Medical care can be expensive in the United States. Although insurance will cover many procedures, deductibles are often high, and it may not cover the entire cost.
In 2017, U.S. households spent $980 billion on health care — an average of more than $3,200 per person, according to the Centers for Medicare and Medicaid Services.
If you have medical costs you can’t afford to pay, medical loans could provide the funds you need. Find out how to take out a medical loan below.
In this guide:
- How medical loans work
- Medical loan options
- Summary of medical loans for health care expenses
- How to compare medical loans
- Alternatives to medical loans
- Looking for procedure-specific medical loans?
How medical loans work
In most cases, a medical loan is simply an unsecured personal loan used to pay for medical care. Medical loans typically have a few key features that make them an ideal choice for financing medical care:
- Fixed loan amounts: With a medical loan, you borrow a fixed amount of money upfront and don’t get access to more cash as you pay down the loan, which can help you control your overall costs of borrowing.
- Fixed repayment terms: Medical loans have a set repayment schedule so you’ll know how long it will take to get out of debt.
- Lower interest rates than credit cards: While the average credit card interest rate is 16.97% as of August 2019, you can usually find a medical loan with a lower rate, especially if you have great credit.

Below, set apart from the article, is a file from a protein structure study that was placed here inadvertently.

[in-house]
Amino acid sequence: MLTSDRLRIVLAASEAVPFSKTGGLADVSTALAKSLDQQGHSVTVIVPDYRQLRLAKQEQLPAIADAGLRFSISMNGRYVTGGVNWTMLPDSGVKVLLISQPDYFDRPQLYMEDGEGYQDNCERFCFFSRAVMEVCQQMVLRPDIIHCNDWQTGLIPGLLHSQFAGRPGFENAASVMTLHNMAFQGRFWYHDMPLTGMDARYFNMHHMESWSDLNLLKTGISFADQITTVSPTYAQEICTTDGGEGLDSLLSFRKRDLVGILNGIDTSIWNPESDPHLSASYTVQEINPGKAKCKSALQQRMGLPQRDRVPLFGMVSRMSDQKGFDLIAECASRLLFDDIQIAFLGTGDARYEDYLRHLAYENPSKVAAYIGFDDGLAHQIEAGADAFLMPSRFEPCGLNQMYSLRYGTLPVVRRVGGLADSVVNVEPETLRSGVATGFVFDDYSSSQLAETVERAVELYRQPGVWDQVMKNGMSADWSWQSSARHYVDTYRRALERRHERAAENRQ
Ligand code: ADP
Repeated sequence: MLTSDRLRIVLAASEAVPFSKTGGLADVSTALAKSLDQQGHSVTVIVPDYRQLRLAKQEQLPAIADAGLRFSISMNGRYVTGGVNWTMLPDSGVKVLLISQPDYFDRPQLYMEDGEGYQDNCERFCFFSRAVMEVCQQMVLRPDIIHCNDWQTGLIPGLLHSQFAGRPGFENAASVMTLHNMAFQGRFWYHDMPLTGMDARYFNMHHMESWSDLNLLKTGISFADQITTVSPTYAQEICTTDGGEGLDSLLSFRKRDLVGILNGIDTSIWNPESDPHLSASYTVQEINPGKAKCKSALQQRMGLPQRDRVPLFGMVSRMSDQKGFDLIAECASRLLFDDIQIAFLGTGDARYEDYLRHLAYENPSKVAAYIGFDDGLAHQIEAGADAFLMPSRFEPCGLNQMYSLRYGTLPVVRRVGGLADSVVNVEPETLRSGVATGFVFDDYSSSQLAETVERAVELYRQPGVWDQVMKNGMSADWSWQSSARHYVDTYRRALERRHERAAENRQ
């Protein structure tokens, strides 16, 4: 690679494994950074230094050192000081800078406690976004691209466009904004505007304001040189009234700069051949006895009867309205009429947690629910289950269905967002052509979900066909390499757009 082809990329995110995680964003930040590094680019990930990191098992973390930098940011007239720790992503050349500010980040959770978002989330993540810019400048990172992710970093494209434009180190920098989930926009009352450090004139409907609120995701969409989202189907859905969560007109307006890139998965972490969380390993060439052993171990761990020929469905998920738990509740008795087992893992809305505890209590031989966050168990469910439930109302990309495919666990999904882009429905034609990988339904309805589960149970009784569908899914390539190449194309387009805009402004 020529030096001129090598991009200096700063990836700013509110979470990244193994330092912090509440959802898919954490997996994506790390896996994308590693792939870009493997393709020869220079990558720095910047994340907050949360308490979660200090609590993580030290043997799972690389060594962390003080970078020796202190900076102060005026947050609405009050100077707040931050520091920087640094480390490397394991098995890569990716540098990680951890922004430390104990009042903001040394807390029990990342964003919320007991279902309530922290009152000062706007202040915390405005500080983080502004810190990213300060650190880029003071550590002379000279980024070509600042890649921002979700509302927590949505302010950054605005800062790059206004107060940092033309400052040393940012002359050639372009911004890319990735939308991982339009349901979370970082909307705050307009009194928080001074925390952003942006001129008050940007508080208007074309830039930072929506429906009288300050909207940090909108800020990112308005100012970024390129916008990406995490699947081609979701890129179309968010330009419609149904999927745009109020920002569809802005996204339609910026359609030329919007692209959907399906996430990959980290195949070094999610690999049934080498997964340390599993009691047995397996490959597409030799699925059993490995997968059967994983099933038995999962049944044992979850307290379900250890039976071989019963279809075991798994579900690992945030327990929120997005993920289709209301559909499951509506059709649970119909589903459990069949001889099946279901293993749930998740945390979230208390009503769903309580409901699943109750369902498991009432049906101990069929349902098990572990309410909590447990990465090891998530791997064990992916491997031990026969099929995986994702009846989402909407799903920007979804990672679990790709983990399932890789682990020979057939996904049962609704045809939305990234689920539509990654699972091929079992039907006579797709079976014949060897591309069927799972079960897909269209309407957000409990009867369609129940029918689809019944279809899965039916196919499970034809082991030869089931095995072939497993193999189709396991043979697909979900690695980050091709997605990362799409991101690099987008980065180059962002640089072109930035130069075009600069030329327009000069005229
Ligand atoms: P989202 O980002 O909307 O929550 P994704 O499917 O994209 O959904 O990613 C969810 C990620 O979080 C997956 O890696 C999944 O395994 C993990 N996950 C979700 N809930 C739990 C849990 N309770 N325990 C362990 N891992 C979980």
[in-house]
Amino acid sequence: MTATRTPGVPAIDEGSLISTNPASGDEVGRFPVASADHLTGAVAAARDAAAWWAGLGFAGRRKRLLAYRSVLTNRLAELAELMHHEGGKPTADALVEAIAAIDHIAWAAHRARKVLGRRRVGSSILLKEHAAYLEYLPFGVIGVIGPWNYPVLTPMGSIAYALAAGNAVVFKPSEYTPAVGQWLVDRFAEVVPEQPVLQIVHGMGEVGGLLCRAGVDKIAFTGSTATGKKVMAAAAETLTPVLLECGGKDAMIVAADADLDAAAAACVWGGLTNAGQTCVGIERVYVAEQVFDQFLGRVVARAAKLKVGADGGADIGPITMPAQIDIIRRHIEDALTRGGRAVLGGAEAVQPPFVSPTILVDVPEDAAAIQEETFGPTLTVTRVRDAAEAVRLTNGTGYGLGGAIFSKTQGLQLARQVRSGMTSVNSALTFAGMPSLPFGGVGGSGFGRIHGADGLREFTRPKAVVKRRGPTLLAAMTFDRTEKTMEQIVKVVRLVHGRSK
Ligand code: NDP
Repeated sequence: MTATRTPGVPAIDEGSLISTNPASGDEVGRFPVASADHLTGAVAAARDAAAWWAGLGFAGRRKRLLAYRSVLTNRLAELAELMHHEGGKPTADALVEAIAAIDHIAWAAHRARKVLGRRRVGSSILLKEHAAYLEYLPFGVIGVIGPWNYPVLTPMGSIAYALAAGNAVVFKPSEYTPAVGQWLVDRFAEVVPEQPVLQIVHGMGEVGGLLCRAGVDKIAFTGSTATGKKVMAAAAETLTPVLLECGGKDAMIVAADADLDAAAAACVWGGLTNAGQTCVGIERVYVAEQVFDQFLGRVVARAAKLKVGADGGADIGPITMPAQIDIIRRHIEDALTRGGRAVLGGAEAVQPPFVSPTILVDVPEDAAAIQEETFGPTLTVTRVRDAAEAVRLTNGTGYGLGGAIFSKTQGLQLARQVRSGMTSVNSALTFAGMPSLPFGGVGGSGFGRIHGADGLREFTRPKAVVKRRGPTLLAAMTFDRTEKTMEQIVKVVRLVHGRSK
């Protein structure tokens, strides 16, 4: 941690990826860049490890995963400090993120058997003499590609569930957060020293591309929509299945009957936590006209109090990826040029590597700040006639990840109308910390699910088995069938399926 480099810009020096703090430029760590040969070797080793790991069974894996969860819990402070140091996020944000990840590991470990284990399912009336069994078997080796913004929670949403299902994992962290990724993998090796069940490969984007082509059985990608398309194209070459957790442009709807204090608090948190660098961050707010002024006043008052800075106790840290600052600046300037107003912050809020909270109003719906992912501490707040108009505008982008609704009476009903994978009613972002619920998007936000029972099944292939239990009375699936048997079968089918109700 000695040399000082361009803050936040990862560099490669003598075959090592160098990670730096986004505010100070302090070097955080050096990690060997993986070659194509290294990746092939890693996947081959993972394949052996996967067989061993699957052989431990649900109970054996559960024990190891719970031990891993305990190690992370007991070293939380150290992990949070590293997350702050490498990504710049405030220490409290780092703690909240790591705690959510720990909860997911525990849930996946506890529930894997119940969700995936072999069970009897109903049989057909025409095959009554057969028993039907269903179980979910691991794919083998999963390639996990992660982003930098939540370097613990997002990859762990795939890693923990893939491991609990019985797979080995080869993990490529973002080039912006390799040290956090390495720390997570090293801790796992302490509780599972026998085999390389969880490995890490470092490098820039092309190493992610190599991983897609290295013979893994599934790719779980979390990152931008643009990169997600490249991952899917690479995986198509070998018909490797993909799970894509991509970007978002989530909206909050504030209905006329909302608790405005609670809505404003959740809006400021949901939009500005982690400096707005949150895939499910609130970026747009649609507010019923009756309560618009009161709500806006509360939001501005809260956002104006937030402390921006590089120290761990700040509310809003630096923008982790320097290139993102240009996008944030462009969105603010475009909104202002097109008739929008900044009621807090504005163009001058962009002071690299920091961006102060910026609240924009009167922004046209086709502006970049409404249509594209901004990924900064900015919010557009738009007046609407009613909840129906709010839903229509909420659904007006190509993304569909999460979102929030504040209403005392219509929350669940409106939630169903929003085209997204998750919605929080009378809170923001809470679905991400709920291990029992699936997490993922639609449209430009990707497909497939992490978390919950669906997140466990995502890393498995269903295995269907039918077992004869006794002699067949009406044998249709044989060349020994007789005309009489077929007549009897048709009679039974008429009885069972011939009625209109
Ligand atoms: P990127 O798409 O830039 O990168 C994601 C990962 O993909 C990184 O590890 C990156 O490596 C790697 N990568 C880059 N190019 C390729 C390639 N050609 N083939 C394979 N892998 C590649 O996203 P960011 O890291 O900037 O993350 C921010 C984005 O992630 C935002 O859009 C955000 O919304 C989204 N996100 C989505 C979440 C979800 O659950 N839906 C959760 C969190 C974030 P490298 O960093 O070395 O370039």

- Fast funding: In most cases, medical loan lenders release funds quickly after approval.
Medical loan options
Although you don’t have to take out a specific “medical loan,” there are plenty of companies offering personal loans that can be used for medical expenses.
Here are some companies that offer medical loans.
American Medical Loan
- Borrow up to $40,000
- Apply online and get a quick decision and fast access to financing
- Qualify even with bad credit
- Loans can be used to cover all types of medical expenses
- Borrow between $1,500 and $30,000
- Apply online and get a quick decision and fast access to loan funds — in some cases, by the same business day if you’re approved by noon
- Fixed interest rates and no prepayment penalties
- APRs from 16.05% to 35.99%
- Choose from a repayment term of 24-, 36-, 48-, or 60-month
LightStream Medical Loan
- APRs as low as 5.74% with autopay
- Borrow between $5,000 and $100,000
- Fixed interest rate and no origination fees or prepayment penalties
- Loan terms from 24 to 84 months
- Excellent credit required
Summary of medical loans to cover health care expenses
|Company||APR||Loan Amount||Repayment Period|
|American Medical Loan||5.99%+||Up to $40,000||3 or 5 years|
|OneMain Financial||18% – 35.99%||$1,500 – $20,000||24, 36, 48, or 60 months|
|LightStream Medical Loan||5.95% – 16.79%||$5,000 – $100,000||24 – 84 months|
How to compare medical loans
When you’re shopping for medical loans, it’s a good idea to get quotes from multiple lenders to ensure you find the best personal loan for your needs. Below are some of the key factors you’ll want to compare.
- APR: You’ll want to look for the lowest possible APR when taking out a medical loan because it can help lower your monthly payments and total costs of borrowing.